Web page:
I once read somewhere that the great writer Umberto Eco wrote in his personal library surrounded by his collection of some 30,000 books.
That is an extraordinary number of volumes. It's buying a book a day every day for 82 years.
Eco liked to be amid his books. And he said when he had visitors he could divide the world neatly into two. There were those who immediately asked "have you read all those books?" (An impossible task.) And those who understood that knowledge can be gained by proximity and osmosis. Eco was better because he could absorb from those volumes.
I'm thinking about this to day as I am engaged in a death battle with my client.
"Just add a sentence or two from a couple of the campaigns we didn't buy. We really liked those thoughts," they say.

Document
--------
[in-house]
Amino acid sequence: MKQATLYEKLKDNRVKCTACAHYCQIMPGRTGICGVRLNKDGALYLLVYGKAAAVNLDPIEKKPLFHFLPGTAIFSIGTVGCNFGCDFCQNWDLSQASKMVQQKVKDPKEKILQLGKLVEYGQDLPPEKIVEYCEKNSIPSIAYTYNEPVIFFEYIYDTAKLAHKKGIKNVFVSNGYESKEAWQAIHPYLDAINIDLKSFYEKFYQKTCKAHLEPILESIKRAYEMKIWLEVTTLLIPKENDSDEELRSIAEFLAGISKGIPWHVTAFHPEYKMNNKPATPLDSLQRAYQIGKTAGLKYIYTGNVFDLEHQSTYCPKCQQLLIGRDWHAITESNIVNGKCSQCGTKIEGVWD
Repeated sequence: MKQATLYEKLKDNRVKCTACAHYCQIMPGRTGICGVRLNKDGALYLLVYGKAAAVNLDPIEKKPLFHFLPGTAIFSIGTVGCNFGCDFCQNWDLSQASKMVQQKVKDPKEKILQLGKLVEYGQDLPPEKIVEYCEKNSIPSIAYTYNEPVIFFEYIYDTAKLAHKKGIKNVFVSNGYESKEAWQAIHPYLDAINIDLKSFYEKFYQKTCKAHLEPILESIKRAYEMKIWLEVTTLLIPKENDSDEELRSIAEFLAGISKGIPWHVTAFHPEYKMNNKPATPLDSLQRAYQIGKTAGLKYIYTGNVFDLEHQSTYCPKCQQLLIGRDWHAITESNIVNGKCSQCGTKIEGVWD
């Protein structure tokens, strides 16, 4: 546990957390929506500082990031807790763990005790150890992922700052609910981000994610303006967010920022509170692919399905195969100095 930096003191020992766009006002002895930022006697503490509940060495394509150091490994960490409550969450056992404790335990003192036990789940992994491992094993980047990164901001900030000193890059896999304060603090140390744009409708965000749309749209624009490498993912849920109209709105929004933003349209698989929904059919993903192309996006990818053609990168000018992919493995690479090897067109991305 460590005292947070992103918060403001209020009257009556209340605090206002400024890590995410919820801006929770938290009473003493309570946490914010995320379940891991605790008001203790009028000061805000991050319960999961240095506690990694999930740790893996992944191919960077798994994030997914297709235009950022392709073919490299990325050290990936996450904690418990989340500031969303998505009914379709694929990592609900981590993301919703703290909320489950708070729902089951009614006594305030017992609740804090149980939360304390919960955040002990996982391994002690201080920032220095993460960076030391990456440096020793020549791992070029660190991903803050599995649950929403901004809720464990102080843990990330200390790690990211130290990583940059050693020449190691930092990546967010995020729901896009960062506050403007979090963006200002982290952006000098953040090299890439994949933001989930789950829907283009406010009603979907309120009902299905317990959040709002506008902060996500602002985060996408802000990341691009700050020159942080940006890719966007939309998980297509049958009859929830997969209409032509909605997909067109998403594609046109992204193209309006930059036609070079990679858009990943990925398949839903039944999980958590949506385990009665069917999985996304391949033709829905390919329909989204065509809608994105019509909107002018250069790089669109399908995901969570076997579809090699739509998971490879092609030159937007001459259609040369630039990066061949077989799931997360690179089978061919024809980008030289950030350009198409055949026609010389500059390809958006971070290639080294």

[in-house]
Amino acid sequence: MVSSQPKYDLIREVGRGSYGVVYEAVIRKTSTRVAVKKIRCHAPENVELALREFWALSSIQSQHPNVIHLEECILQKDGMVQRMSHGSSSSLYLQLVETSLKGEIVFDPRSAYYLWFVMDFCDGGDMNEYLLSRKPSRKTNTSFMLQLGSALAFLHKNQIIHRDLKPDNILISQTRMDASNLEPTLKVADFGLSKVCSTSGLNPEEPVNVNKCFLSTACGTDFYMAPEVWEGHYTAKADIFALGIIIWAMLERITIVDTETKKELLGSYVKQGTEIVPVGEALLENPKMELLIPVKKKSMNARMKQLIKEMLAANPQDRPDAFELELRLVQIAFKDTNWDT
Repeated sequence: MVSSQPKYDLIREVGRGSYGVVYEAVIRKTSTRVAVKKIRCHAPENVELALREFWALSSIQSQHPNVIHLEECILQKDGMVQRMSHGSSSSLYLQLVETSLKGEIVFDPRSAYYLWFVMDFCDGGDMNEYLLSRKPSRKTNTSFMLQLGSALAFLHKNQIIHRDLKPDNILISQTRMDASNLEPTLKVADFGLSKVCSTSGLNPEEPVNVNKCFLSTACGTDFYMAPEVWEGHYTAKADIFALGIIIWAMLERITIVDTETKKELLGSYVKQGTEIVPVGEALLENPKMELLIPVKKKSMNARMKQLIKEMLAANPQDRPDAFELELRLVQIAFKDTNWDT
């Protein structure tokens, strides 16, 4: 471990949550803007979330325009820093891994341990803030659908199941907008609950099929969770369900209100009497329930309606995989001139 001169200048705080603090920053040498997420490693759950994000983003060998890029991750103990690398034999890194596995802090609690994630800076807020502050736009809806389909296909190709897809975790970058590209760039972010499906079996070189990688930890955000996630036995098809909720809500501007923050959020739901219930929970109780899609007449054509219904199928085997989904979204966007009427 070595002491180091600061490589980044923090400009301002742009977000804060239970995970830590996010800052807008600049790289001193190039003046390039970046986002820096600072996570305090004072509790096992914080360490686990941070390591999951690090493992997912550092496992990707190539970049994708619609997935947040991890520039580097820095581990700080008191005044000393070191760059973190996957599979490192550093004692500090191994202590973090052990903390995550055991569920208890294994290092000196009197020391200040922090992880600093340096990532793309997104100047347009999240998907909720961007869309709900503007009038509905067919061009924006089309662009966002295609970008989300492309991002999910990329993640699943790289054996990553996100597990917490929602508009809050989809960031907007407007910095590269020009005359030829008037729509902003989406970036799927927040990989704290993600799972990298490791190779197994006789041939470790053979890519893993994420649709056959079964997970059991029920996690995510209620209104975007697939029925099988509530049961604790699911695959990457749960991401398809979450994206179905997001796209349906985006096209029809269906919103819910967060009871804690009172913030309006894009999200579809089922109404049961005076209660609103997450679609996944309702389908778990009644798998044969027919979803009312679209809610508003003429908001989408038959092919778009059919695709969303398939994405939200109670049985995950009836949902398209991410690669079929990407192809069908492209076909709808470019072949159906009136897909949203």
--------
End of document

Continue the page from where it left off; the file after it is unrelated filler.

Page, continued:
They are short, these sentences, but that's not the point.
The point is I've worked extremely hard to make my scripts extremely simple. It's not the number of words that matters, it's how those words are put together. Right now, they work. If I have to add stuff, they won't work.
Because adding at this point is pulling the loose thread in a sweater. Before long, the whole thing unravels.
Sometimes I believe a good piece of copy is like a mosaic or a puzzle. Everything has to fit. There can be no leftover pieces or missing ones.
If you want more stuff in there, it's time not to adjust but to start over.
You can't just add things.
That's not the way it works.
Some people will never get it.
Boiler plates do not create meaning.
Yet these are what clients want.
Thank you. Now if only they could just take our word for it instead of insisting...
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